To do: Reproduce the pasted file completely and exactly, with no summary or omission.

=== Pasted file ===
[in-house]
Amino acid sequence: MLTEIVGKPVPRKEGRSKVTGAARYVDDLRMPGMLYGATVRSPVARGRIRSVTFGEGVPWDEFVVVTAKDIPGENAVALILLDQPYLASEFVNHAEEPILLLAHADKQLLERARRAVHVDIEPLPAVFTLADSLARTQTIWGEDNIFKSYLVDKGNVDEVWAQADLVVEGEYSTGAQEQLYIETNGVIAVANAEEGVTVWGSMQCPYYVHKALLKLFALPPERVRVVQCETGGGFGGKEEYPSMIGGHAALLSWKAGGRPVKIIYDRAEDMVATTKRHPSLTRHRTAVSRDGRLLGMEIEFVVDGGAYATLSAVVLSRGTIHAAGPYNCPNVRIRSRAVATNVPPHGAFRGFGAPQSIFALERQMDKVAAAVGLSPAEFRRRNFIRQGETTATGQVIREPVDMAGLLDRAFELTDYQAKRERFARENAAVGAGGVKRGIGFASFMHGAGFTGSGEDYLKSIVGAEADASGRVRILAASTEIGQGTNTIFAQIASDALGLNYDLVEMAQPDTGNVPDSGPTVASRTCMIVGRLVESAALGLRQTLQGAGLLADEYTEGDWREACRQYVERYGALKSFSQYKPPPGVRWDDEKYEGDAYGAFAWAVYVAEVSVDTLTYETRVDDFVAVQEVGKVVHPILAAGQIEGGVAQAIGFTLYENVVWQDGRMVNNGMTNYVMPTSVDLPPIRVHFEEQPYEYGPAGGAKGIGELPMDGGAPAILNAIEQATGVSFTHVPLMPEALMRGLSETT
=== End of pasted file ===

[in-house]
Amino acid sequence: MLTEIVGKPVPRKEGRSKVTGAARYVDDLRMPGMLYGATVRSPVARGRIRSVTFGEGVPWDEFVVVTAKDIPGENAVALILLDQPYLASEFVNHAEEPILLLAHADKQLLERARRAVHVDIEPLPAVFTLADSLARTQTIWGEDNIFKSYLVDKGNVDEVWAQADLVVEGEYSTGAQEQLYIETNGVIAVANAEEGVTVWGSMQCPYYVHKALLKLFALPPERVRVVQCETGGGFGGKEEYPSMIGGHAALLSWKAGGRPVKIIYDRAEDMVATTKRHPSLTRHRTAVSRDGRLLGMEIEFVVDGGAYATLSAVVLSRGTIHAAGPYNCPNVRIRSRAVATNVPPHGAFRGFGAPQSIFALERQMDKVAAAVGLSPAEFRRRNFIRQGETTATGQVIREPVDMAGLLDRAFELTDYQAKRERFARENAAVGAGGVKRGIGFASFMHGAGFTGSGEDYLKSIVGAEADASGRVRILAASTEIGQGTNTIFAQIASDALGLNYDLVEMAQPDTGNVPDSGPTVASRTCMIVGRLVESAALGLRQTLQGAGLLADEYTEGDWREACRQYVERYGALKSFSQYKPPPGVRWDDEKYEGDAYGAFAWAVYVAEVSVDTLTYETRVDDFVAVQEVGKVVHPILAAGQIEGGVAQAIGFTLYENVVWQDGRMVNNGMTNYVMPTSVDLPPIRVHFEEQPYEYGPAGGAKGIGELPMDGGAPAILNAIEQATGVSFTHVPLMPEALMRGLSETT